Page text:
Applying spirometry in industrial surveillance programs is reviewed. Proper spirometry requires standardized methodology for test performance and calculation, technician competence, and minimum standards for instrument performance. Pulmonary anatomy and physiology are discussed to identify critical parameters measured by spirometry. These include forced expiratory volume in 1 second (FEV1), a measure of the degree of airway obstruction, and forced vital capacity (FVC), a measure of the elastic recoil pressure and compliance of the airway. The importance of training and skills for competent spirometry technicians is discussed; necessary techniques include subject preparation, test performance, and spirogram assessment. A valid spirogram must be free from cough, early termination of expiration, inconsistent effort, and excessive variability. Spirometric indices calculated from the spirogram time volume tracing are FVC, FEV1, FEV1 as a percent of the total FVC (FEV1/FVC percent) and the mean forced expiratory flow (FEF) during the middle half of the FVC. The method for calculating indices and their importance are discussed. The FEV1/FVC percent index is used to detect severe restrictive pulmonary disease, where a reduction in FEV1 may falsely suggest airway obstruction. The FEF 25 to 75 percent index is a sensitive detector of early airway obstruction in small bronchi and bronchioles. Body temperature, ambient pressure, and saturation with water vapor are factors needed to correct spirometric test results to incorporate results in the patient's permanent record. Calculations of changes in follow up spirograms are discussed. Respiratory surveillance program components include medical history, occupational history, physical examination, chest roentgenogram, and pulmonary function tests in accordance with the American Thoracic Society Standards. Instrument specifications and equipment standards are examined.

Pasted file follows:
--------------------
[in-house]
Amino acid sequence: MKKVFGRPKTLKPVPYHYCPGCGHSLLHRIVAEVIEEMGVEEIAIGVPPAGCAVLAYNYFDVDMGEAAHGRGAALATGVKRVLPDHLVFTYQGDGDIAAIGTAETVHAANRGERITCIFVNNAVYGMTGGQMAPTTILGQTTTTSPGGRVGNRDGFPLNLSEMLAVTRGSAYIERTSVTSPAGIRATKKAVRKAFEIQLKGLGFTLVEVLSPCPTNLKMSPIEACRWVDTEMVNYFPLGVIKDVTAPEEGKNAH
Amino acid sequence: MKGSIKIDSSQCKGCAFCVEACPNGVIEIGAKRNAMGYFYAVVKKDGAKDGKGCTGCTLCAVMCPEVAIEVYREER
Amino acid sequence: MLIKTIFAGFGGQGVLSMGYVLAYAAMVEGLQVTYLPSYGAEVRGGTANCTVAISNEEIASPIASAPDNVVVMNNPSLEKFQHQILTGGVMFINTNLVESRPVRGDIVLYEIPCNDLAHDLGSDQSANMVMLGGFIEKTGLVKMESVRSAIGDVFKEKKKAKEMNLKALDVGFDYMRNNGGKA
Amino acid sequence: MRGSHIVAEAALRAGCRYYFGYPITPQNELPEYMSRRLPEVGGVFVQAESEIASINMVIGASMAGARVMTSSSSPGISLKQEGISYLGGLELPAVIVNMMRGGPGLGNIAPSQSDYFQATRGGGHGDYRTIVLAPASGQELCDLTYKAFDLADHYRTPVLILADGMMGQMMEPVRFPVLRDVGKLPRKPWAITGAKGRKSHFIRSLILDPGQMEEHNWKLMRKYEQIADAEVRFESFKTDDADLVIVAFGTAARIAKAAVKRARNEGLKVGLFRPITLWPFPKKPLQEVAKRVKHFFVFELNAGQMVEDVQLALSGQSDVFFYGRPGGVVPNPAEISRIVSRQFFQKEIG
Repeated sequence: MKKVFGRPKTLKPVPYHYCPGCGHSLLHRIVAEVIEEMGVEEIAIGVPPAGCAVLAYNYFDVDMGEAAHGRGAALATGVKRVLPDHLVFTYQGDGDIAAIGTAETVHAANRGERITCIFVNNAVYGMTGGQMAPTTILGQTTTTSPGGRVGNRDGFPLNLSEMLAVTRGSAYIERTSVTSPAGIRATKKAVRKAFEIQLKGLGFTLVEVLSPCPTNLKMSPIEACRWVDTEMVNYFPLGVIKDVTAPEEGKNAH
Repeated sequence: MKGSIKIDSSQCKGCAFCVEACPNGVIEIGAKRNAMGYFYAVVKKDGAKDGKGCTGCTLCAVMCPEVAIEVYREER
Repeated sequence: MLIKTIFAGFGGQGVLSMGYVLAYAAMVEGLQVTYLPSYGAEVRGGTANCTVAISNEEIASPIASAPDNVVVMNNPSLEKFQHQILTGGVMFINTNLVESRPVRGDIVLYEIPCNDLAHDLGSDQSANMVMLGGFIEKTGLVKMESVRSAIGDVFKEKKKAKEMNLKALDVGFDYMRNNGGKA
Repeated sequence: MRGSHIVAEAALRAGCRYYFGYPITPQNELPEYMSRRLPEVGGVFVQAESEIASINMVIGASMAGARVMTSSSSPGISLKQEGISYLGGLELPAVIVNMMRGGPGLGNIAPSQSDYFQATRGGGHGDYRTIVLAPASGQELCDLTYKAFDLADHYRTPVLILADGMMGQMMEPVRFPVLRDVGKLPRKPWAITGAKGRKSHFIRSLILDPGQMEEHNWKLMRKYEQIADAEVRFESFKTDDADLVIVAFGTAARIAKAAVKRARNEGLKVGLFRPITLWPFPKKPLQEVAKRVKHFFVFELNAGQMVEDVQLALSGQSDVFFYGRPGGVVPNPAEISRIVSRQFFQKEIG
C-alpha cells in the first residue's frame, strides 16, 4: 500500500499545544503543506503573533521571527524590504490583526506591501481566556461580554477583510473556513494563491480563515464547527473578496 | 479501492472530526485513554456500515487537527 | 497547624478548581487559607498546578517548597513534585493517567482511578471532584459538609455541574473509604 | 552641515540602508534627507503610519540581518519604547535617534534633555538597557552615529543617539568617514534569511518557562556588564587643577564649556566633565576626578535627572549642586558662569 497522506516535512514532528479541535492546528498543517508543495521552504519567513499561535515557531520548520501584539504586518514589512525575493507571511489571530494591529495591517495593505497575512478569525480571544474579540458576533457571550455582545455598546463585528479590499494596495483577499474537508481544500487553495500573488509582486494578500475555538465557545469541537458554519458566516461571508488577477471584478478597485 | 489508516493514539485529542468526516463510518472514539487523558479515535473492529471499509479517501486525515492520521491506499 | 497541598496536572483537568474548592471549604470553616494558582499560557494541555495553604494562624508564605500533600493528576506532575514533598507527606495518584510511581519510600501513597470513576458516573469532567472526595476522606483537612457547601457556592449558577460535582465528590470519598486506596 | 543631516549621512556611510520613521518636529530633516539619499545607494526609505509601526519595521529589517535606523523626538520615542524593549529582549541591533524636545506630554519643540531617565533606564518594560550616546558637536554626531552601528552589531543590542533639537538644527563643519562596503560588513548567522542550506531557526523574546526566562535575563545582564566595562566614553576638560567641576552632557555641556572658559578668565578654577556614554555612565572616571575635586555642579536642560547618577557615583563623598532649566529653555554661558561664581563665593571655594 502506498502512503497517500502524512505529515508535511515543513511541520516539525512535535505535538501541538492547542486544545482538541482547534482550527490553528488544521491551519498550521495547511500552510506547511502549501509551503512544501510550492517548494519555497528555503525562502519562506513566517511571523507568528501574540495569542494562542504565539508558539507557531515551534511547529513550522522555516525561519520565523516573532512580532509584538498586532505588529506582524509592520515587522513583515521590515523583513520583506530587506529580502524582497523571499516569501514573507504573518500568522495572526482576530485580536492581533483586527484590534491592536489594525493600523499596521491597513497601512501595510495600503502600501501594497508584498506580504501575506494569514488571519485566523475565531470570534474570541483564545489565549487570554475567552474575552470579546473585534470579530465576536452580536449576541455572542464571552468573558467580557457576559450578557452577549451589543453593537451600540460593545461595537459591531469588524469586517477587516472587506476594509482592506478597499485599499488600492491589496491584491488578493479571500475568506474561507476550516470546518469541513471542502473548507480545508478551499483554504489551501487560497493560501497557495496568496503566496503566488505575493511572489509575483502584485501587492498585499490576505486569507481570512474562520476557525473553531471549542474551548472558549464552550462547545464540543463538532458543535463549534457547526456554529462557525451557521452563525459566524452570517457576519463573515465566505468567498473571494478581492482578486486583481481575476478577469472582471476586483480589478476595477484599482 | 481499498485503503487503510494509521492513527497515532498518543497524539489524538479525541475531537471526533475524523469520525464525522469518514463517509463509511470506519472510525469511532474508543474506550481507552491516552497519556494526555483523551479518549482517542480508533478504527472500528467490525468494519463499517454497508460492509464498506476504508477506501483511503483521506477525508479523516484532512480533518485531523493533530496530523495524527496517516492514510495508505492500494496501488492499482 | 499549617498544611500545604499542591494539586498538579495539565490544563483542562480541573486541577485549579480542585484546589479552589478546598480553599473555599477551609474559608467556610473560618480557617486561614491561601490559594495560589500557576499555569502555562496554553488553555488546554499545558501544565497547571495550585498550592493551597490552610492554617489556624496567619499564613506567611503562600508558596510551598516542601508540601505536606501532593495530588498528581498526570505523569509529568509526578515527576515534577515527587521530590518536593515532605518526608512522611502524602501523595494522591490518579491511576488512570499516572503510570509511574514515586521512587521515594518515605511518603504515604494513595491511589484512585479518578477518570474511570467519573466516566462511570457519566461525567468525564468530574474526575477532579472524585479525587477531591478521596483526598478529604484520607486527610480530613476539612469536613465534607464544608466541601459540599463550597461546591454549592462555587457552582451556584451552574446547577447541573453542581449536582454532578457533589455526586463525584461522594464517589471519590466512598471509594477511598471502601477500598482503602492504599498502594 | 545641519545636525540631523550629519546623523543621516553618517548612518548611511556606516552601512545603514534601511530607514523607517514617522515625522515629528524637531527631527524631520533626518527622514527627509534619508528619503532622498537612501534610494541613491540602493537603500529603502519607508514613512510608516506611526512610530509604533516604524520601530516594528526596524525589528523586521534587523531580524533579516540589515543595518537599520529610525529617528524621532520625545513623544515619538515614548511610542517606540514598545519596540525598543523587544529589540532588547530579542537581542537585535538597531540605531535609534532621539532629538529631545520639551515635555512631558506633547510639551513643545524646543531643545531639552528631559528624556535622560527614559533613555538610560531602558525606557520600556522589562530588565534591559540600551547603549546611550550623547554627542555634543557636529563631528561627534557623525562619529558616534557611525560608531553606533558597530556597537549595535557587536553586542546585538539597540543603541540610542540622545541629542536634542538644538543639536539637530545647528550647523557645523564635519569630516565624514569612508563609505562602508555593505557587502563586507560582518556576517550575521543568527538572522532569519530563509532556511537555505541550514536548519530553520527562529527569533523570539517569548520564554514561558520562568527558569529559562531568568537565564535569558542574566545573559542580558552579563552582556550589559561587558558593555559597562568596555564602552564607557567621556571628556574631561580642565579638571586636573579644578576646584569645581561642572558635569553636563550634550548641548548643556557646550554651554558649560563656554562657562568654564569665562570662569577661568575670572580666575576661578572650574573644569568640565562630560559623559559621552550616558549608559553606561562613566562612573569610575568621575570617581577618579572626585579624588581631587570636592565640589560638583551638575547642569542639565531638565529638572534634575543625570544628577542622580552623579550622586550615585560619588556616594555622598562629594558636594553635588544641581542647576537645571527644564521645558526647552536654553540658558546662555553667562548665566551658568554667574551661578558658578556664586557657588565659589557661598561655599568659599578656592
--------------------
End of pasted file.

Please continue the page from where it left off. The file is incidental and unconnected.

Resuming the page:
Division of Training and Manpower Development, NIOSH, U.S. Department of Health and Human Services, Cincinnati, Ohio